A Brief History of the Rembrandt House Museum in Amsterdam
What is the Rembrandt House Museum?
The Rembrandt House Museum is a museum in Amsterdam that’s in an early-17th-century house where one of the world's greatest artists painted such masterpieces as ‘The Night Watch’.
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Museum Het Rembrandthuis
It’s always fascinating to visit a historic house that has been sympathetically preserved, and to imagine what life would have been like for the owners in centuries gone by. This is certainly the case for the evocative Rembrandt House Museum, home of Dutch Golden Age painter, printmaker and draughtsman, Rembrandt Harmenszoon van Rijn, most often known simply by his first name. He’s generally considered to be the most important artist in Dutch history, as well as being one of the greatest visual artists ever.
This centrally located three-storey canal house was built in 1606, in what was then the new and fashionable eastern part of the city, a neighbourhood that was popular with artists. The population in this part of Amsterdam was heterogeneous and diverse.
After achieving success in his birthplace of Leiden, Rembrandt moved to Amsterdam in 1631, a global centre of culture and the arts. He was an ambitious 25-year-old and a recognised rising star of the Dutch art world. The young artist was able to buy this house in 1639, due to the fortune of his wife, Saskia van Uylenburgh, the wealthy niece of an art dealer. Although the artist ran a large and thriving studio here, his work fell out of fashion and in 1656 he was bankrupted, and the house and its effects sold to pay creditors. Rembrandt moved to the cheaper Jordaan neighbourhood. The debt collectors’ itemised lists of the household contents have been a great help in recreating his home with impressive authenticity, and the museum was officially opened by Queen Wilhelmina in 1911.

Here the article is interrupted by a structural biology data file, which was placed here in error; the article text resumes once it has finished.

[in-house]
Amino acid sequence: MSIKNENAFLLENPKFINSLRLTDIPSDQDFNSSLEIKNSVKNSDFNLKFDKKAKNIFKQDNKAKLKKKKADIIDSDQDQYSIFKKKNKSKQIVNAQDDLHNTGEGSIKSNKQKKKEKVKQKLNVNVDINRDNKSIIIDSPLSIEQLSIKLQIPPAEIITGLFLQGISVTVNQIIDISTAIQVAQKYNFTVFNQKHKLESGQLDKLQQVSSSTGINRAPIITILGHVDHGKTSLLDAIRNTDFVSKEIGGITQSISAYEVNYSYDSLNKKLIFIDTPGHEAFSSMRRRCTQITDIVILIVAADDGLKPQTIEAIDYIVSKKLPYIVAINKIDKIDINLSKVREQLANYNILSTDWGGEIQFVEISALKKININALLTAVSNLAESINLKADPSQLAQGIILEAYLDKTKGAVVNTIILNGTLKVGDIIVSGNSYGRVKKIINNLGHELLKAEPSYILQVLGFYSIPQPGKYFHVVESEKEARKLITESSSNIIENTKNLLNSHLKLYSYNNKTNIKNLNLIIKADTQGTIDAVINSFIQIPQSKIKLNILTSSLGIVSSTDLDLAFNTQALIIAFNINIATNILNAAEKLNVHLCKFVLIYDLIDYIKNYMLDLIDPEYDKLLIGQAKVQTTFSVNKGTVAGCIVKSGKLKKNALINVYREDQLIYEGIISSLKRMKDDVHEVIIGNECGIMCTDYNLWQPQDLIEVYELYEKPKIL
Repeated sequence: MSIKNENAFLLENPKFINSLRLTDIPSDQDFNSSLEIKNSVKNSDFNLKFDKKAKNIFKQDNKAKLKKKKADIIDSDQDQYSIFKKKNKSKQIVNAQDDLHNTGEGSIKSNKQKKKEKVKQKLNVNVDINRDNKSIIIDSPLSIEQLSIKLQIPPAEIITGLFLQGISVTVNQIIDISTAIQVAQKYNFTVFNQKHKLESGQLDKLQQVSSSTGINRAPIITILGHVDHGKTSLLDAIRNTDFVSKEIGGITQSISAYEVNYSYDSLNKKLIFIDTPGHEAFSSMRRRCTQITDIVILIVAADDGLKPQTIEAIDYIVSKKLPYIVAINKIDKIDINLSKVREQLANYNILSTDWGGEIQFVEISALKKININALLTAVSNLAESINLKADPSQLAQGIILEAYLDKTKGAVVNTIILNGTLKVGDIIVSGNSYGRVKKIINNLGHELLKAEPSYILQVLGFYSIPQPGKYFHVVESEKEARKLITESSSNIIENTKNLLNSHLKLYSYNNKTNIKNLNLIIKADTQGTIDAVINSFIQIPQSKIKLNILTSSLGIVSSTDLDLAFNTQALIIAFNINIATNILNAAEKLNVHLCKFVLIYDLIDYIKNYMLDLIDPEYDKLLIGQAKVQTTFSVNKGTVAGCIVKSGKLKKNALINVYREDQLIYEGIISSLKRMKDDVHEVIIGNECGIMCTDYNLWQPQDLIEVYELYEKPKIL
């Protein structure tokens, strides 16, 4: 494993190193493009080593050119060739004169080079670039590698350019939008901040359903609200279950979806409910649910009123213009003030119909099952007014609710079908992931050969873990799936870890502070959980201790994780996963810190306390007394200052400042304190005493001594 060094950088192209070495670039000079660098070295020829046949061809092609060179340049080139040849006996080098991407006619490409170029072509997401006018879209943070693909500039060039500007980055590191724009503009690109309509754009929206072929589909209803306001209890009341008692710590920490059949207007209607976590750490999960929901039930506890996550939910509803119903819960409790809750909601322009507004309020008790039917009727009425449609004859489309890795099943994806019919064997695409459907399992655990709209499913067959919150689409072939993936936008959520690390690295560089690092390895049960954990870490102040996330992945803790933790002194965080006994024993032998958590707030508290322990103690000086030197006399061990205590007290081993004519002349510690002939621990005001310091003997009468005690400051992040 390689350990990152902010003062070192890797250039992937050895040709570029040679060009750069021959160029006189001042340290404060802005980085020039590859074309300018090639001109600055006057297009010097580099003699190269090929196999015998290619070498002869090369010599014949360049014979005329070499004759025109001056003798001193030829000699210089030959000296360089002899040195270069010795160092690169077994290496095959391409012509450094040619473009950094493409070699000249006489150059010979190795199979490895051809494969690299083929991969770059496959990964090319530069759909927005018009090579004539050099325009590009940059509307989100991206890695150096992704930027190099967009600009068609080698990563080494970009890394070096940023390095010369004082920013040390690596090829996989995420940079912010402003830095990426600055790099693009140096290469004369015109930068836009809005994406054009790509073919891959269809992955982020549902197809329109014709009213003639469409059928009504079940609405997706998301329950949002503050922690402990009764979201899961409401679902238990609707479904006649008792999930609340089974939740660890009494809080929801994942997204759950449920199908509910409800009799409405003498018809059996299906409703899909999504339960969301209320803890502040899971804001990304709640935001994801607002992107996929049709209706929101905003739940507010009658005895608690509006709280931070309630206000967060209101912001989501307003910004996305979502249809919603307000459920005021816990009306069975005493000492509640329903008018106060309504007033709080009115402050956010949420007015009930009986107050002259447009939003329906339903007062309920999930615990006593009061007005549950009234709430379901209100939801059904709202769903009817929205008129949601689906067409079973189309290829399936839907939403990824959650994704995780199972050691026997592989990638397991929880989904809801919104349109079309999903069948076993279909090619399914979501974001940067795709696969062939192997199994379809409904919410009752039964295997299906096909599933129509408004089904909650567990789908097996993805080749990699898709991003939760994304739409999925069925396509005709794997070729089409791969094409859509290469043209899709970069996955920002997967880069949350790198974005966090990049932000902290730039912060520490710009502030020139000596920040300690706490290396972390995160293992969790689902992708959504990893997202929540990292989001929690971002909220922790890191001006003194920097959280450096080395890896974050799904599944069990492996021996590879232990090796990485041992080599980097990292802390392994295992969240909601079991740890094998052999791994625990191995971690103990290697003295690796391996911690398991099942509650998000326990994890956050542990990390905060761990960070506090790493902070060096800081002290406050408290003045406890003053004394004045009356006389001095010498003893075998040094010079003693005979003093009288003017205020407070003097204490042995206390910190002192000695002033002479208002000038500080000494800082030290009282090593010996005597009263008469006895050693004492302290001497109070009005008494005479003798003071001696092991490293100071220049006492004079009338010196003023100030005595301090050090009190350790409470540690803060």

The ground floor contains Rembrandt’s living room and bedroom. It’s interesting to note his box-bed, which allowed him to sleep sitting up. Beds like this were common at the time, as it was believed that sleeping in such a position prevented death during the night. There’s a further room where Rembrandt received his clients and this is hung with paintings by his pupils, contemporaries and teacher, Pieter Lastman.
Rembrandt maintained his studio on the house’s first floor, while his students occupied spaces on the second. The studio faces north and therefore provides ideal natural light for an artist. Upstairs there’s also a small room containing his etchings. The museum owns examples of nearly all that he produced, around 260 out of the 290 that are known, and a selection of these is on rotating display. Etching techniques are demonstrated several times a day. Another room or ‘cabinet’ contains items he collected and used as props in his works, such as Roman busts, seashells and glassware. A modern annex next to the house contains further displays based around Rembrandt’s life and work. This charming historic house museum and gallery offers you the chance to learn about the life, methods and inspiration of the most significant artist in Dutch history.
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